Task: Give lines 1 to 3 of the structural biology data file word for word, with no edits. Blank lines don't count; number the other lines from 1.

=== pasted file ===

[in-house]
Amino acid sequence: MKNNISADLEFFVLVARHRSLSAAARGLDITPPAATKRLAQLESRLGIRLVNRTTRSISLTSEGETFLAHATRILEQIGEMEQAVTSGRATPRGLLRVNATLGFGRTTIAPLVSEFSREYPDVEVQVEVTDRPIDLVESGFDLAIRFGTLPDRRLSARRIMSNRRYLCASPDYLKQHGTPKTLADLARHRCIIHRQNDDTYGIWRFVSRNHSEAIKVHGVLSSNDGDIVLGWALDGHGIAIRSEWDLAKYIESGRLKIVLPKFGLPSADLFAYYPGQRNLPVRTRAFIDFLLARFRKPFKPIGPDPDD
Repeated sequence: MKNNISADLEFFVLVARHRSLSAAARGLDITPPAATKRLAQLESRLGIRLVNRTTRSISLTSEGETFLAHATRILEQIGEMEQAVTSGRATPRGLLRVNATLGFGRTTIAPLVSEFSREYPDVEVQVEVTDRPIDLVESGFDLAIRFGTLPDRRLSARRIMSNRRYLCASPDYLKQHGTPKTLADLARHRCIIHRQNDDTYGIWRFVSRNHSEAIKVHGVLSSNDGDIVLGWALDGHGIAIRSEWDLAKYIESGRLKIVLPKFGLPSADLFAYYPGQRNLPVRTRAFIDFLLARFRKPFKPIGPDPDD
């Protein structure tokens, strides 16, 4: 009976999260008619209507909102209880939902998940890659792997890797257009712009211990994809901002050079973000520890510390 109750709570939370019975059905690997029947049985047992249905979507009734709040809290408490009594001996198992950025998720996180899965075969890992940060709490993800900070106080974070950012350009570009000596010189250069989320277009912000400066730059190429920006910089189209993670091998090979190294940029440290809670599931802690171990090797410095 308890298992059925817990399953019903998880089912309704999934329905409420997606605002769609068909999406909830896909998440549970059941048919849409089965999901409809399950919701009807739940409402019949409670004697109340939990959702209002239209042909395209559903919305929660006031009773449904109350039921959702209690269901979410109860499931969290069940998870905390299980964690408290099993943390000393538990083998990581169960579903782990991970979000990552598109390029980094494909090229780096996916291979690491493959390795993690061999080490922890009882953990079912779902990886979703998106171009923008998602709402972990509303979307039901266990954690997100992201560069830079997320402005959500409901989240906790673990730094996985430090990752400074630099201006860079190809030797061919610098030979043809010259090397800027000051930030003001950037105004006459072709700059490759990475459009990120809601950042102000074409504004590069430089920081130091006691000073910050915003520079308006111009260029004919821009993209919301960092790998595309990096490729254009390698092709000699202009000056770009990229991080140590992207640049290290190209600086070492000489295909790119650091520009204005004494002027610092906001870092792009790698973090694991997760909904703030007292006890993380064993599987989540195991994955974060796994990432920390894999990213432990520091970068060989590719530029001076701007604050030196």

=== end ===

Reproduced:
[in-house]
Amino acid sequence: MKNNISADLEFFVLVARHRSLSAAARGLDITPPAATKRLAQLESRLGIRLVNRTTRSISLTSEGETFLAHATRILEQIGEMEQAVTSGRATPRGLLRVNATLGFGRTTIAPLVSEFSREYPDVEVQVEVTDRPIDLVESGFDLAIRFGTLPDRRLSARRIMSNRRYLCASPDYLKQHGTPKTLADLARHRCIIHRQNDDTYGIWRFVSRNHSEAIKVHGVLSSNDGDIVLGWALDGHGIAIRSEWDLAKYIESGRLKIVLPKFGLPSADLFAYYPGQRNLPVRTRAFIDFLLARFRKPFKPIGPDPDD
Repeated sequence: MKNNISADLEFFVLVARHRSLSAAARGLDITPPAATKRLAQLESRLGIRLVNRTTRSISLTSEGETFLAHATRILEQIGEMEQAVTSGRATPRGLLRVNATLGFGRTTIAPLVSEFSREYPDVEVQVEVTDRPIDLVESGFDLAIRFGTLPDRRLSARRIMSNRRYLCASPDYLKQHGTPKTLADLARHRCIIHRQNDDTYGIWRFVSRNHSEAIKVHGVLSSNDGDIVLGWALDGHGIAIRSEWDLAKYIESGRLKIVLPKFGLPSADLFAYYPGQRNLPVRTRAFIDFLLARFRKPFKPIGPDPDD